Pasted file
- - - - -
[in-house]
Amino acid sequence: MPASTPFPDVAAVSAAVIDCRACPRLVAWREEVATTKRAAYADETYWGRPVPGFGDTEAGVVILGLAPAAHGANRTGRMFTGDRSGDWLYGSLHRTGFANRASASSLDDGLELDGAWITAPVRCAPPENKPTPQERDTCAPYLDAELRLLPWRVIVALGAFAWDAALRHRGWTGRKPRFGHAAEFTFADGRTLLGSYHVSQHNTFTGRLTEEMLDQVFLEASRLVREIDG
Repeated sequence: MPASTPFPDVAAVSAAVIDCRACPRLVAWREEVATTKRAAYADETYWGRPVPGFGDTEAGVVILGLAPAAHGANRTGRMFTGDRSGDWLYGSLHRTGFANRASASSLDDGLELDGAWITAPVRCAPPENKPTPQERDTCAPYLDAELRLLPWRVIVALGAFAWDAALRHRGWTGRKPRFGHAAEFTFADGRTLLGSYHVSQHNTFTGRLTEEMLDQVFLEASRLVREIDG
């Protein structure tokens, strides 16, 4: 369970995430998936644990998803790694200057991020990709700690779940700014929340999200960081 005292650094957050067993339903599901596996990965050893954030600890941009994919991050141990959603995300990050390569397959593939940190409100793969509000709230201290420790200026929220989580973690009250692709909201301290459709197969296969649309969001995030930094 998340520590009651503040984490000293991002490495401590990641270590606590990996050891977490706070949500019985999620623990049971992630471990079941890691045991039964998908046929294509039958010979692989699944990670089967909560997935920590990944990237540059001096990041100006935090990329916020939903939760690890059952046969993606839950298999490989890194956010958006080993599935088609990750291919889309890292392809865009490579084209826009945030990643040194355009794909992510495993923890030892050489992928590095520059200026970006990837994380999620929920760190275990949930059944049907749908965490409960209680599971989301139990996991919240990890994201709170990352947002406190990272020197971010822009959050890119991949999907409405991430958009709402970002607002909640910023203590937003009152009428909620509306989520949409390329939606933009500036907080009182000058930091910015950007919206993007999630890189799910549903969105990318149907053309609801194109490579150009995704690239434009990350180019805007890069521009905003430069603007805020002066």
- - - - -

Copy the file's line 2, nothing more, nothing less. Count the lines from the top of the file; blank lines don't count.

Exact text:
Amino acid sequence: MPASTPFPDVAAVSAAVIDCRACPRLVAWREEVATTKRAAYADETYWGRPVPGFGDTEAGVVILGLAPAAHGANRTGRMFTGDRSGDWLYGSLHRTGFANRASASSLDDGLELDGAWITAPVRCAPPENKPTPQERDTCAPYLDAELRLLPWRVIVALGAFAWDAALRHRGWTGRKPRFGHAAEFTFADGRTLLGSYHVSQHNTFTGRLTEEMLDQVFLEASRLVREIDG